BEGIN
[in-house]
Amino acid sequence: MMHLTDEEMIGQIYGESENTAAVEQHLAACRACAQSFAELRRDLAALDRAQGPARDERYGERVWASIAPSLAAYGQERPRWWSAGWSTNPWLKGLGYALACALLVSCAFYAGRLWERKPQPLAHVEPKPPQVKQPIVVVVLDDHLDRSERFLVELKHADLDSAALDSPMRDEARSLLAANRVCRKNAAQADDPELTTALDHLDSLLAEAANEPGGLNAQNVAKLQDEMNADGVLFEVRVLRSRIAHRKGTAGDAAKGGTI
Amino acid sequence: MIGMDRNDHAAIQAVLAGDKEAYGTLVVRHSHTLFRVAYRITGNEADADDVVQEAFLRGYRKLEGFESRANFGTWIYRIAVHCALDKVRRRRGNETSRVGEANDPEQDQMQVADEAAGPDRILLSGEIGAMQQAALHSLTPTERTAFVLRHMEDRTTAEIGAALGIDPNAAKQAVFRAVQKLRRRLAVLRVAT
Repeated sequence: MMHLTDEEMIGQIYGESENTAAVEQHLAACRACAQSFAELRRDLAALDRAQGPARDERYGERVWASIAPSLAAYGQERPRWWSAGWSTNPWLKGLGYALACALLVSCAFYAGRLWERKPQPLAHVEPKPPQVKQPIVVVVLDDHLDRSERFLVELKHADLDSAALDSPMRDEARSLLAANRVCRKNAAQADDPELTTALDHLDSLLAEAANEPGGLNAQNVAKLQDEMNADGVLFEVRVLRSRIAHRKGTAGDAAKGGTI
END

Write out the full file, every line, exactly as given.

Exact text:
[in-house]
Amino acid sequence: MMHLTDEEMIGQIYGESENTAAVEQHLAACRACAQSFAELRRDLAALDRAQGPARDERYGERVWASIAPSLAAYGQERPRWWSAGWSTNPWLKGLGYALACALLVSCAFYAGRLWERKPQPLAHVEPKPPQVKQPIVVVVLDDHLDRSERFLVELKHADLDSAALDSPMRDEARSLLAANRVCRKNAAQADDPELTTALDHLDSLLAEAANEPGGLNAQNVAKLQDEMNADGVLFEVRVLRSRIAHRKGTAGDAAKGGTI
Amino acid sequence: MIGMDRNDHAAIQAVLAGDKEAYGTLVVRHSHTLFRVAYRITGNEADADDVVQEAFLRGYRKLEGFESRANFGTWIYRIAVHCALDKVRRRRGNETSRVGEANDPEQDQMQVADEAAGPDRILLSGEIGAMQQAALHSLTPTERTAFVLRHMEDRTTAEIGAALGIDPNAAKQAVFRAVQKLRRRLAVLRVAT
Repeated sequence: MMHLTDEEMIGQIYGESENTAAVEQHLAACRACAQSFAELRRDLAALDRAQGPARDERYGERVWASIAPSLAAYGQERPRWWSAGWSTNPWLKGLGYALACALLVSCAFYAGRLWERKPQPLAHVEPKPPQVKQPIVVVVLDDHLDRSERFLVELKHADLDSAALDSPMRDEARSLLAANRVCRKNAAQADDPELTTALDHLDSLLAEAANEPGGLNAQNVAKLQDEMNADGVLFEVRVLRSRIAHRKGTAGDAAKGGTI